CONWAY, S.C. (WBTW) – Coastal Carolina University’s on-campus mask mandate will remain in place through the end of the semester and end on Dec. 13, the university’s board of trustees decided Monday.
University President Michael Benson recommended an extension, stating that CCU wants to keep students in the classroom and out of quarantine for finals.
“The fact we’ve made it this far in the classroom and kept face-to-face instruction is critical,” he told the trustees during the virtual meeting. “It has been part of the success we’ve seen in our retention numbers.”
Benson said COVID-19 cases spike when students return from “transitional periods,” such as Thanksgiving break. He anticipates the same will happen this year.
The mandate has applied to all spaces on campus except for private offices and assigned residential rooms, suites and apartments. Masks were not required while eating.
The board extended the mandate in September. The current mandate will be lifted at the end of the semester, with an exemption for performing arts groups.
There were three positive cases in students and two new employee cases from Nov. 4 to Nov. 10, according to the university’s COVID-19 dashboard. CCU has seen 471 cases from July 29 until Nov. 10.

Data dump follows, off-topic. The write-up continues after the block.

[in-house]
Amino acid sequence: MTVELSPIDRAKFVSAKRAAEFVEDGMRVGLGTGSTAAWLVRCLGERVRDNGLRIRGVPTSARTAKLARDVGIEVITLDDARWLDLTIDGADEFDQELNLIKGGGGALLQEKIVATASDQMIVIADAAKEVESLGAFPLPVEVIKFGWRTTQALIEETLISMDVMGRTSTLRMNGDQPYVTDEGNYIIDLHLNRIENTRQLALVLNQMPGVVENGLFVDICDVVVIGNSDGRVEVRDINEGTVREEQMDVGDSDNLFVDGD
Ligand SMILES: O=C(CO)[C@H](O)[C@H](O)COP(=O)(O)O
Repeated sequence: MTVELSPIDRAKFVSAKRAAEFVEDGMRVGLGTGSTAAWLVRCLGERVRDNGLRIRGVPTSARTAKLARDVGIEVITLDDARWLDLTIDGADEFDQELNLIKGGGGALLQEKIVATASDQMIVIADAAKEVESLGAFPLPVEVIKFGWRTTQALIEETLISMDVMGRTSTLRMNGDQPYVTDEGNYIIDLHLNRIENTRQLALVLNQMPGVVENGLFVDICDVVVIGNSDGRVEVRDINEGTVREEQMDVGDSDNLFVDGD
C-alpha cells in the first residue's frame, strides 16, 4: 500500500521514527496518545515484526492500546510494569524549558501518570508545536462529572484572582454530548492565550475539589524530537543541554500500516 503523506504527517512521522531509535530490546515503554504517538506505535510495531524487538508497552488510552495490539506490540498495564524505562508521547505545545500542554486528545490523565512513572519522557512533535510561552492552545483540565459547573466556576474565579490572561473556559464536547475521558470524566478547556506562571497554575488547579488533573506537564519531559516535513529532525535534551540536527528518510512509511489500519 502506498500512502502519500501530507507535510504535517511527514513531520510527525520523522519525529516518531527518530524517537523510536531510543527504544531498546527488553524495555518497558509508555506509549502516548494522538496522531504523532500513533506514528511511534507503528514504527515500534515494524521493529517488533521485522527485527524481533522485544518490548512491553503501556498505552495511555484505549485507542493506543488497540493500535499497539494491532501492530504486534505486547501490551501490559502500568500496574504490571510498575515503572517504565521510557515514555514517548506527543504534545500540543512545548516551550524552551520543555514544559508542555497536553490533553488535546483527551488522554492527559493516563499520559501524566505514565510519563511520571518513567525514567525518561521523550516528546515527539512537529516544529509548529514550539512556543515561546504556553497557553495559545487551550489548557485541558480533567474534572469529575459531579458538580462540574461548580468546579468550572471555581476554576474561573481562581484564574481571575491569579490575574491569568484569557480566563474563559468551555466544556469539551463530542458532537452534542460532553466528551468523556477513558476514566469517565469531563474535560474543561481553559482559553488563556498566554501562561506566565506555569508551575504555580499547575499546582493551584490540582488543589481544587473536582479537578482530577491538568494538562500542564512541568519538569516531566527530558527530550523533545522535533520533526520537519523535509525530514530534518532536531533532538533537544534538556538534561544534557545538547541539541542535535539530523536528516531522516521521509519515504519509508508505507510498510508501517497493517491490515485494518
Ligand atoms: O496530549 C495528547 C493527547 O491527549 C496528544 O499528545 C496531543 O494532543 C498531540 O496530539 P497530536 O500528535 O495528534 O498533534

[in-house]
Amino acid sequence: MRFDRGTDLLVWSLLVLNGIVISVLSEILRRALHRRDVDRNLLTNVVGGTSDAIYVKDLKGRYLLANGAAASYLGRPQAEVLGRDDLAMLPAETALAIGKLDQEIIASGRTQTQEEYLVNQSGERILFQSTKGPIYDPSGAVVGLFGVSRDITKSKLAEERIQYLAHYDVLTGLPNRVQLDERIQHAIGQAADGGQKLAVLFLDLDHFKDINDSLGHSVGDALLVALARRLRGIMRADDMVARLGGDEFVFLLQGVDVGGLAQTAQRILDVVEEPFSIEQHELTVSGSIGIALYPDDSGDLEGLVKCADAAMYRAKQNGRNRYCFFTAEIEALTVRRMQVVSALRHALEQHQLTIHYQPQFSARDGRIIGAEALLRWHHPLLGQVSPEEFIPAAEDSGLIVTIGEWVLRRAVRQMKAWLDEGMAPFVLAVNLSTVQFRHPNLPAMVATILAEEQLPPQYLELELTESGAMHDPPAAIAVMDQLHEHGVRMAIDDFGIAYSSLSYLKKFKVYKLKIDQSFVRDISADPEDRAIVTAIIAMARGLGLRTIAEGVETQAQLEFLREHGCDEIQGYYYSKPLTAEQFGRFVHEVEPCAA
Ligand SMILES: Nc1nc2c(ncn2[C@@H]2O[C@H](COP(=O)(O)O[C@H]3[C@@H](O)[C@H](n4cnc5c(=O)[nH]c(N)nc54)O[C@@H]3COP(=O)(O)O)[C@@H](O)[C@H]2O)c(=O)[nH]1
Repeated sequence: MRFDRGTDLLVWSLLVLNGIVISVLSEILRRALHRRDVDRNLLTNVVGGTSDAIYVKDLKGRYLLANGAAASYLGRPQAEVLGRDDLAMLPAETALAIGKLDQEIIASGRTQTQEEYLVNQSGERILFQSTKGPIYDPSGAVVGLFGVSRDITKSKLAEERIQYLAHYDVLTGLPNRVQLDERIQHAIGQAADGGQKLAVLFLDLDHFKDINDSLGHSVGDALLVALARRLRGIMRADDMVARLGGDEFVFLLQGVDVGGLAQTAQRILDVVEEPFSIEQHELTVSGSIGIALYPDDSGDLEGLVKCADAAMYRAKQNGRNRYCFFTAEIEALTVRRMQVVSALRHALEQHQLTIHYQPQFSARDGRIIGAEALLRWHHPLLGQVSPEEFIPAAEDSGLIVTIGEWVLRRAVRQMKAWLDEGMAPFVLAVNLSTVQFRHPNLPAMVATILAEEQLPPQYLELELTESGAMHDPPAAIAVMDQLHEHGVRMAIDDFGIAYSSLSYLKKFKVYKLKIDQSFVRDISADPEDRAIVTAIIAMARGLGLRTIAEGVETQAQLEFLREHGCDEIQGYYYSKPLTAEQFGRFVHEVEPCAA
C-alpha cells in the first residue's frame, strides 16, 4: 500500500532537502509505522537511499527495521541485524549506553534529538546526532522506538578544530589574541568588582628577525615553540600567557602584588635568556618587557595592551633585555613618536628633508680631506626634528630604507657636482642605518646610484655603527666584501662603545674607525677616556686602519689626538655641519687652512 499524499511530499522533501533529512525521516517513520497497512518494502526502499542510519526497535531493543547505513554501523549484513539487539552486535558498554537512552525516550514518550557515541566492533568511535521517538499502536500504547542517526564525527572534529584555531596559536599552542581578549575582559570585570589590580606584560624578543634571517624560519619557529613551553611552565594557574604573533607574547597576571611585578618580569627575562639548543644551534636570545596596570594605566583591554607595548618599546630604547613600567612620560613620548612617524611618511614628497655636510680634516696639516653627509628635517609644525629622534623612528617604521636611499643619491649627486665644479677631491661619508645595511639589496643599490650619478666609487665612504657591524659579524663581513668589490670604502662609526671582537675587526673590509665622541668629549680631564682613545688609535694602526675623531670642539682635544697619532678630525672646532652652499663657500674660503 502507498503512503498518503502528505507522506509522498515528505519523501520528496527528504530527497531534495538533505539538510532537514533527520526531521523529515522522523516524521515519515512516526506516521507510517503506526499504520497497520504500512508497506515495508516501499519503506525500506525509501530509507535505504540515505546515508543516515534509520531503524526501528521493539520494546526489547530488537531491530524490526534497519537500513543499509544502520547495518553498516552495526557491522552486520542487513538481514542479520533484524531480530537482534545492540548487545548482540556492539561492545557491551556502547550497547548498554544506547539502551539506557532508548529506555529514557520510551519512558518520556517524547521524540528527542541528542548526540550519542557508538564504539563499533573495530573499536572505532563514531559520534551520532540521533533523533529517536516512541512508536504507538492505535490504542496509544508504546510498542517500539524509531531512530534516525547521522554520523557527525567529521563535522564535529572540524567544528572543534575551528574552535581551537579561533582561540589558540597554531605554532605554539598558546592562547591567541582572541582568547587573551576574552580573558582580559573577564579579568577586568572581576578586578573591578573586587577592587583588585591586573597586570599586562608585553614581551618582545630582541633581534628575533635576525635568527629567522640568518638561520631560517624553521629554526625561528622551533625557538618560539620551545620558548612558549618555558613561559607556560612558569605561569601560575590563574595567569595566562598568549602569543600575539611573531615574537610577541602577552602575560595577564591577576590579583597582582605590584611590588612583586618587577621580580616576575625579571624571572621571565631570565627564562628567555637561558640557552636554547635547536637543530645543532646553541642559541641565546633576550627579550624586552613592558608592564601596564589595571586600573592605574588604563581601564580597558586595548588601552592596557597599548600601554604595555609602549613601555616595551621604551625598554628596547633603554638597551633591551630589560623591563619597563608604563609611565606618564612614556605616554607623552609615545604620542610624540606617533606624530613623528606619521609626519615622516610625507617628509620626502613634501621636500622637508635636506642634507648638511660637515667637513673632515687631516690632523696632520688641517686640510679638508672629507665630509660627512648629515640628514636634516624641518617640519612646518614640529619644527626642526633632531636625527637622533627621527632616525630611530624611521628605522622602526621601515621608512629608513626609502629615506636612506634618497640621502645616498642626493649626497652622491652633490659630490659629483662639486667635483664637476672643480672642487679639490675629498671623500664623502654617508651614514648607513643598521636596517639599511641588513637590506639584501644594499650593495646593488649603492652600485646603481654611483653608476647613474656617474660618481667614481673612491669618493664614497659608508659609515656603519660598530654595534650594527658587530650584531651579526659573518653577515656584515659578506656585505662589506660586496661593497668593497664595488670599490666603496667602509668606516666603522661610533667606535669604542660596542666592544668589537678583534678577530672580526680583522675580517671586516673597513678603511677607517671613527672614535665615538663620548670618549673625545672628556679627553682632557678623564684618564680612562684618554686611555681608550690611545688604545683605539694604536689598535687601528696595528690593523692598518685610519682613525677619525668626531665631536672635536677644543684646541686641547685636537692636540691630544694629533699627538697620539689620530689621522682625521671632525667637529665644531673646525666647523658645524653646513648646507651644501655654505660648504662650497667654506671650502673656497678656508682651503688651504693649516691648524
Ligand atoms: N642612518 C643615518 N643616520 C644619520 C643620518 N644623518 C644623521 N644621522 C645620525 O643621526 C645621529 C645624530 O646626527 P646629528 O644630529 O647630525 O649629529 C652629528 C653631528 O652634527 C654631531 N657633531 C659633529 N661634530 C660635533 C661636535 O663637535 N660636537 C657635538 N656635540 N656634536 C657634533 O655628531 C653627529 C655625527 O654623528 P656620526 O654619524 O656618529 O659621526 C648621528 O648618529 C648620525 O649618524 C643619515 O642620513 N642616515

The decision comes as case counts continue to decline across the state. On Monday, the Department of Health and Environmental Control announced 365 new, confirmed cases, 171 probable cases and the confirmed COVID-19-caused death of one person, who lived in Florence County.
Of 18,697 new tests reported to the state, 3.1% were positive for the virus.
Monday’s update brings the state’s totals to 727,610 confirmed cases, 181,229 probable cases, 12,133 confirmed deaths and 1,900 probable COVID-19-caused deaths.
Horry County is one of 11 counties in the state which remains in DHEC’s “high” spread category, meaning it has seen more than 200 new cases per 100,000 people over a two-week period. Two counties have moved into the “low” category, with fewer than 50 new cases per 100,000 people over the two-week period.
Retention for first-year students is 3.9% higher than the same time last year, according to Jim Solazzo, the university’s vice president for student success, enrollment management and student affairs.
Finals, he said, are already challenging for students.
“Getting sick in the midst of that is even more challenging,” he told the trustees.
His worry is that if students get placed on academic probation, they won’t return to the university.
The board moved into an executive session before the vote in order to discuss legal matters surrounding a mandate. The vote passed unanimously when they returned.